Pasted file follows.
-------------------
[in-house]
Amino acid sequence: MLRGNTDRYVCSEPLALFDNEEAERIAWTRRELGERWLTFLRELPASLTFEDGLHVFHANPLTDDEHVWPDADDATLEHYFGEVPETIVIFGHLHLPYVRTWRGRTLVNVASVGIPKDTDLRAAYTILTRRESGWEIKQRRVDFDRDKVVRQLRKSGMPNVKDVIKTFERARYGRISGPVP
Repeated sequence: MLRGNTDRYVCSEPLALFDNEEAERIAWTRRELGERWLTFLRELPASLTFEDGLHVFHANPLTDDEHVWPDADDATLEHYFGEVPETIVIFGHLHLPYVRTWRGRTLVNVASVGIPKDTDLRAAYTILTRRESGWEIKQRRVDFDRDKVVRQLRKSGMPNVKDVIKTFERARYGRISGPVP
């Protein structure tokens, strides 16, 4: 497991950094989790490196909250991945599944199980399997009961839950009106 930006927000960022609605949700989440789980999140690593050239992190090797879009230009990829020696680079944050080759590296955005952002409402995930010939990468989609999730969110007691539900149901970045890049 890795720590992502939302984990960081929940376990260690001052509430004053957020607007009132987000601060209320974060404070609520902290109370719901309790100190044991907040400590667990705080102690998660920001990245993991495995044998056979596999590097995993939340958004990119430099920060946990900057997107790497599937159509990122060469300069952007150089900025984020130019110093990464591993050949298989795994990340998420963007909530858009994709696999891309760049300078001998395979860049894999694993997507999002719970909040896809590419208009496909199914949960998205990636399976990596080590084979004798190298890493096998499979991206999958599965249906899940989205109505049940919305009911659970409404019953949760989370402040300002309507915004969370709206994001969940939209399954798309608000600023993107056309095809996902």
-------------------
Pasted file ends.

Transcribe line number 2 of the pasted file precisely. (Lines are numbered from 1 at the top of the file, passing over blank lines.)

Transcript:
Amino acid sequence: MLRGNTDRYVCSEPLALFDNEEAERIAWTRRELGERWLTFLRELPASLTFEDGLHVFHANPLTDDEHVWPDADDATLEHYFGEVPETIVIFGHLHLPYVRTWRGRTLVNVASVGIPKDTDLRAAYTILTRRESGWEIKQRRVDFDRDKVVRQLRKSGMPNVKDVIKTFERARYGRISGPVP